Atomic clock technology has been made so small it may soon be possible to incorporate super-accurate timekeeping into mobile devices such as cellphones.
The final clock should fit neatly in mobile devices
Computer chip fabrication techniques were used to make a clock mechanism that will neither lose nor gain a second in 300 years.
Researchers believe final development should see a battery-operated system that is about the size of a sugar lump.
The US National Institute of Standards and Technology is behind the work.
"These clocks will be so useful that we can't even think of the most significant applications at present," Nist's John Kitching told the BBC's Science In Action programme.
However, he thinks one guaranteed benefit will be an increase in the reliability and accuracy of mobile satellite-navigation receivers in towns and cities.
"The Global Positioning System is based on timing signals that leave satellites that orbit the Earth. Having a stable clock onboard your GPS receiver can enable position location while viewing fewer satellites than would be possible without a clock," he explained.
Standard atomic clocks measure time by "counting" the natural vibrations of caesium atoms, at 9.2 billion "ticks" per second. But these timepieces, which control all manner of daily applications from synchronising television feeds to calculating bank transfers, tend to be on the large size.
They can be up to two metres in height - as well as power-hungry and expensive to build.
The new Nist timepiece borrows the lithographic techniques that have transformed chip manufacturing.
"What we've built so far is what we call the 'physics package' and this is the part of the clock that contains the atoms that are the stable frequency reference," Dr Kitching said.
Dr Kitching: "What we've built so far is what we call the 'physics package'"
"This device is about the size of a grain of rice. It is made using processes very similar to those used in the microelectronics industry. That is, we etch patterns into silicon wafers and then confine the atoms in the cavities."
The cell that contains the atoms is part of a stack of layers. At the bottom is a tiny laser which shines its light through a small optics assembly that conditions the light so that it matches the energies of the caesium atoms.
The process is monitored on the far side of the cell by a photo-detector. An external oscillator, such as the quartz crystal found in wristwatches, can then be stabilised against this standard.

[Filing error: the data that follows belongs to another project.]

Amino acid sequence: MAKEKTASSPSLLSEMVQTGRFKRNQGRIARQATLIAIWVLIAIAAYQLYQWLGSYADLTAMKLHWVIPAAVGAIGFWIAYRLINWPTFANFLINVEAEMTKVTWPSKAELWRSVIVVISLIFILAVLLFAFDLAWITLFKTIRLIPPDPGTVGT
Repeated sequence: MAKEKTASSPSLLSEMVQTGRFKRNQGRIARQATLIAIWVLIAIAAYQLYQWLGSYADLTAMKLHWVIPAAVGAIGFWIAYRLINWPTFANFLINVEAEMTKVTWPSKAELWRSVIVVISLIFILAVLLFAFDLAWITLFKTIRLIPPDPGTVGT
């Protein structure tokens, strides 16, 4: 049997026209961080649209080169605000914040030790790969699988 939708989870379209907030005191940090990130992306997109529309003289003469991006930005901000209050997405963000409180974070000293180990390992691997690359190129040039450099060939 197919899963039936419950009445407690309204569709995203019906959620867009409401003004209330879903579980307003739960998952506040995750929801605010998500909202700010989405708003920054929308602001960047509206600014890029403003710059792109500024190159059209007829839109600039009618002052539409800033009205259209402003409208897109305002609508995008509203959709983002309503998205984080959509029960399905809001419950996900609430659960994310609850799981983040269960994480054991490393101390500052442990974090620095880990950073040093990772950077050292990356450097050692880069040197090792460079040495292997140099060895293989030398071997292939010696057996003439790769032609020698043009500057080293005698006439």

The physics package measures just 1.5mm by 4mm. The commercial device, with all its associated circuitry, is not expected to have a footprint bigger than 1cm square.
'In the field'
The tiny clock mechanism cannot match the stability and accuracy of its big brothers which are designed to keep near-perfect time equivalent to 1 second in millions of years.
However, its scale and potentially low cost of manufacture should make it ideal for a host of new applications.
Dr Patrick Gill, from the UK's National Physical Laboratory, has seen the prototype work at Nist's Colorado base. He says the timepiece, when fully developed, is headed for work "in the field".
"They haven't quite got to the power consumption that they want - about 30 milliwatts - which would be battery power operation. They're currently at about 75 milliwatts - but they're well on their way, and it's pretty impressive to have got to the level they have," he told BBC News Online.
"It's a clock for particular applications. In the field these things could be used to synchronise local clocks in your notebook or your phone without having to access necessarily the master station.
"This could be important in some military applications where the master station has been jammed, for example."
Dr Gill also said civilian applications would benefit greatly from a reduction in interference - from cross-talk or bad signal pick-up.
Nist believes that compared with quartz crystal oscillators, the most precise time and frequency references of equivalent size and power, its new mini-atomic clocks potentially offer a 1,000-fold improvement in long-term timing precision.
The Nist research was first described in the journal Applied Physics Letters.